Monitors and Calibration Systems for Digital Photography

January 25, 2009 | | Comments 44

Serious digital photography is impossible without a high-quality calibrated monitor. Serious photographers should consider investing in a “professional graphics grade” monitor that is capable of displaying more than a billion colors. Displays in this category are expensive but worth it for those looking to make fine-art prints.

Buying a high-quality screen is only the first step in the equation. You will also need a monitor calibration tool and the appropriate software to recalibrate your screen on a regular basis. The monitor calibrator, and its software, build a color correction profile that automatically compensates for the disparity between the colors that your screen should be displaying and the colors that are actually appearing on the surface of the glass. Once you have the whole calibration process figured out, it will take you less than twenty minutes to recalibrate your display every few months.

It is impossible to make accurate adjustments to our images using software like Adobe Photoshop Lightroom without an accurately calibrated display. Our eyes cannot make reliable decisions about the brightness or color casts that we perceive in our images unless we can trust the accuracy of our screen. Trying to improve images on a poorly calibrated display is counterproductive for the really serious photographer. I urge you to spend the extra time and money needed to true up your screen before you get too involved in learning Adobe Photoshop Lightroom.

It is easy for me to say that serious photographers need “professional-grade graphics” displays and monitor calibration utilities. I can give this advice but I cannot make specific recommendations about which monitor, or calibration tool, are the best choices for you. The right hardware for you will vary based on your computer’s video card, your computer’s operating system, and your budget. It is easy to spend a lot of money on monitors and calibration tools but not every photographer needs “top of the line” equipment. All I can say is do your research and make informed purchasing decisions.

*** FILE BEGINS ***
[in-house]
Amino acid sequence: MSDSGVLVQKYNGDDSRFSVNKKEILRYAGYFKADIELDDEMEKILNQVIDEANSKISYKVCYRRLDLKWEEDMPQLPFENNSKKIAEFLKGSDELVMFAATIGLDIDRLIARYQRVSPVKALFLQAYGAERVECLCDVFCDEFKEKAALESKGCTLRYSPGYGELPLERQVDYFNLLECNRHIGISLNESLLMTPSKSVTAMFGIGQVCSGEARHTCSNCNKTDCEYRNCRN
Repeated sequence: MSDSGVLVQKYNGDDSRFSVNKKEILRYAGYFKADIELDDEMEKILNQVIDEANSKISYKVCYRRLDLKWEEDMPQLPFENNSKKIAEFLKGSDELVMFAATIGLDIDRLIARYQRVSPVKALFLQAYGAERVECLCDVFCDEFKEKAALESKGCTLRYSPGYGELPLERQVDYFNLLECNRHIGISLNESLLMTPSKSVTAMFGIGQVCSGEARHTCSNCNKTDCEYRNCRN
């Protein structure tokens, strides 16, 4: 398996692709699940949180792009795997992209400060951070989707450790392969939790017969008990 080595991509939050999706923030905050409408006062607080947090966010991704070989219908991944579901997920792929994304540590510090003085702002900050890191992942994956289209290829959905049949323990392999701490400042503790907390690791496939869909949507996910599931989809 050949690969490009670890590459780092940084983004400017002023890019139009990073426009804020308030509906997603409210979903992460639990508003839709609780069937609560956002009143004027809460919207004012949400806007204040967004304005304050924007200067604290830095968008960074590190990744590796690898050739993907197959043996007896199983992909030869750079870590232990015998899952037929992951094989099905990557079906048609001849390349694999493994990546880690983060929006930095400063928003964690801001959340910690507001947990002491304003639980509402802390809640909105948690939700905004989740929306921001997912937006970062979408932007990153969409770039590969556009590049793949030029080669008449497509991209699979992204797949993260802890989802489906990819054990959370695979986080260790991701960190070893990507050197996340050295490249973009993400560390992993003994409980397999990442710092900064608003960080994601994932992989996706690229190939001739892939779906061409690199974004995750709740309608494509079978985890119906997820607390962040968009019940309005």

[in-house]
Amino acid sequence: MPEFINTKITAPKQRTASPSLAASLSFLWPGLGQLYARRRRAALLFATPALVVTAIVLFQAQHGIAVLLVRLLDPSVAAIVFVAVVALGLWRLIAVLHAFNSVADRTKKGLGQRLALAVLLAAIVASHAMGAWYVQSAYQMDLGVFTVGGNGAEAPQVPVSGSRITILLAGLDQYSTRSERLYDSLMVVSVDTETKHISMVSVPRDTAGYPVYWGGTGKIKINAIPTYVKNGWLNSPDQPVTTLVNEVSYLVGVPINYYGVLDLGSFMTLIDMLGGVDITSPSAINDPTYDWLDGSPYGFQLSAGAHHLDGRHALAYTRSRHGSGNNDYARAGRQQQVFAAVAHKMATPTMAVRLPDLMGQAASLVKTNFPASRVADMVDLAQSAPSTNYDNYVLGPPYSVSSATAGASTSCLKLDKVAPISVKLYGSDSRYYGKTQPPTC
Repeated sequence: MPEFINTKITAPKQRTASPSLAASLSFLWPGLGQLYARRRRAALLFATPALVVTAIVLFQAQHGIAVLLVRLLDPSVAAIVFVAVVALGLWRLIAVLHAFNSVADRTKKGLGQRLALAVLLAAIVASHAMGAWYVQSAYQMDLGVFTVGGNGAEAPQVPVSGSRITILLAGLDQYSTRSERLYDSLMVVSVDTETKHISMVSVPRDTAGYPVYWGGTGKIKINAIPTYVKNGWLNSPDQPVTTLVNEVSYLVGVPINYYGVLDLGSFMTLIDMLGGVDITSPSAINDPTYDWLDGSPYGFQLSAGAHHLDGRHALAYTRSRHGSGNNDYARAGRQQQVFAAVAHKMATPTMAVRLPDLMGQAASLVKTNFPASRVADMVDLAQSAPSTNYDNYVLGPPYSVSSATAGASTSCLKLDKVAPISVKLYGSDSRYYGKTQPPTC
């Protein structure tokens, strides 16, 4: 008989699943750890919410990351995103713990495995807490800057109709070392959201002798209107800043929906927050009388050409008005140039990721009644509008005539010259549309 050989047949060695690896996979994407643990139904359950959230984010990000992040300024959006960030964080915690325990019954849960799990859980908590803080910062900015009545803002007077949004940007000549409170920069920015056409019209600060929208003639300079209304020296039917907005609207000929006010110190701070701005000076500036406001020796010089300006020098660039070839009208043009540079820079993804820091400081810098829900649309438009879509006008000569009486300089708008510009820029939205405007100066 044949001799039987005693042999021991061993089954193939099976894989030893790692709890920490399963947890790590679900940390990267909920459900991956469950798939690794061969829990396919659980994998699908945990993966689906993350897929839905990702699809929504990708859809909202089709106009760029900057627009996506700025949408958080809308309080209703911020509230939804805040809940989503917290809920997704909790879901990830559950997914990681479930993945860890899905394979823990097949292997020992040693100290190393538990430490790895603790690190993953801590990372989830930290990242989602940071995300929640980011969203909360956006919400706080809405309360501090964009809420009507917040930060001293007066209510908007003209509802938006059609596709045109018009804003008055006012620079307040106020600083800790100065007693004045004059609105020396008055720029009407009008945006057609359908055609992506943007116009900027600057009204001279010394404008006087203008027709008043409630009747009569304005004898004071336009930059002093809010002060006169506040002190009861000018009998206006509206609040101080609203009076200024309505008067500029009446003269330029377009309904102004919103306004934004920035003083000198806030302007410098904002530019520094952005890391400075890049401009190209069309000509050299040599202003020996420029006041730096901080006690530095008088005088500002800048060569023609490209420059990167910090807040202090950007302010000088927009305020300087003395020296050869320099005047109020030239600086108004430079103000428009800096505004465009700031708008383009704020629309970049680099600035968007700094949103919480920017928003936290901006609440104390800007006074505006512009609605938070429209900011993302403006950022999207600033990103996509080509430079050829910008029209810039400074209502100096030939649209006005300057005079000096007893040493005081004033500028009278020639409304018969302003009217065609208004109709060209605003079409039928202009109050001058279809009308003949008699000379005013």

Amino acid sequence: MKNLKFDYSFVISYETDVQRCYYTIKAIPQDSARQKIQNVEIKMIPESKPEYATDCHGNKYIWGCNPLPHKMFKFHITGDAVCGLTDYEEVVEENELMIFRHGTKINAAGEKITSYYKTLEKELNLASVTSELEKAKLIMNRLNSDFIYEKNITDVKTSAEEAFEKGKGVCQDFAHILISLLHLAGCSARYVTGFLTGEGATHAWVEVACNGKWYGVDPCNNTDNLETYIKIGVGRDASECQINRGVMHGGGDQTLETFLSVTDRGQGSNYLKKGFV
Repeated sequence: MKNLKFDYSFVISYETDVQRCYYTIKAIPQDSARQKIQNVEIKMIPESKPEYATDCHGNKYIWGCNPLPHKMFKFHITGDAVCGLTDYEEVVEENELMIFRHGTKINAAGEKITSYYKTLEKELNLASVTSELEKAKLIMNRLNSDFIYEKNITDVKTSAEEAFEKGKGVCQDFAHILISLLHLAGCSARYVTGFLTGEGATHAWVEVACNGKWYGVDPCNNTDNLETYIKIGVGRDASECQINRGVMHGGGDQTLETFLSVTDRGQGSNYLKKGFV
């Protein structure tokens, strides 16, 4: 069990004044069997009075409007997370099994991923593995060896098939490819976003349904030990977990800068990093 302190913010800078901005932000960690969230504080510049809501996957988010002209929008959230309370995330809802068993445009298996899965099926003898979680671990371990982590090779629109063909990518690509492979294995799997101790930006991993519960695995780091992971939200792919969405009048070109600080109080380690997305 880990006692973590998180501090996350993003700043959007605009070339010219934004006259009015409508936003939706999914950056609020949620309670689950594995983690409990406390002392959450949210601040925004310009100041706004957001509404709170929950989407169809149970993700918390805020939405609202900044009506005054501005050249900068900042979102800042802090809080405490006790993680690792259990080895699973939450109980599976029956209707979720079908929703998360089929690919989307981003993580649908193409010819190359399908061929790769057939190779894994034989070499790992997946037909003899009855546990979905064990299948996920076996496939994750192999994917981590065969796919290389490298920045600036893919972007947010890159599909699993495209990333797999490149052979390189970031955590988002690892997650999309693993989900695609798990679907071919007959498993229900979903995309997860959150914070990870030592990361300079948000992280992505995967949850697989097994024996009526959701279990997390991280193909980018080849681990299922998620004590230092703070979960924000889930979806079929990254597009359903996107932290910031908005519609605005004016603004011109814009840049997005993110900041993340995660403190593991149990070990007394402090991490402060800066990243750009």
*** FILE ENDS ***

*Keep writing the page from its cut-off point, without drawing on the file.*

Click here for a series of video tutorials on how to calibrate a Mac using the Xrite i1 Display 2 Calibration System. For those needing step-by-step directions on how to calibrate most any monitor using a variety of different calibration programs, I recommend reading Color Confidence: The Digital Photographer’s Guide to Color Management (Tim Grey Guides). You can even download one of the book’s best chapters for free here. Those seeking more technical information about the whole science of Color Management should definitely read Andrew Rodney’s great Why Are My Prints Too Dark article.


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About the Author: David Marx teaches digital photography workshops and Adobe Photoshop Lightroom training classes. David is an Adobe Certified Expert in Photoshop Lightroom and in Adobe Photoshop. David has lead workshops and seminars for the Rocky Mountain School of Photography, the American Society of Media Photographers, FirstLight Photography Workshops, and he teaches annually at the world-famous Blackberry Farm Resort. For more information on his Photoshop Lightroom training seminars and digital photography field workshops please visit You can also follow daily updates and see new images from David on Google+.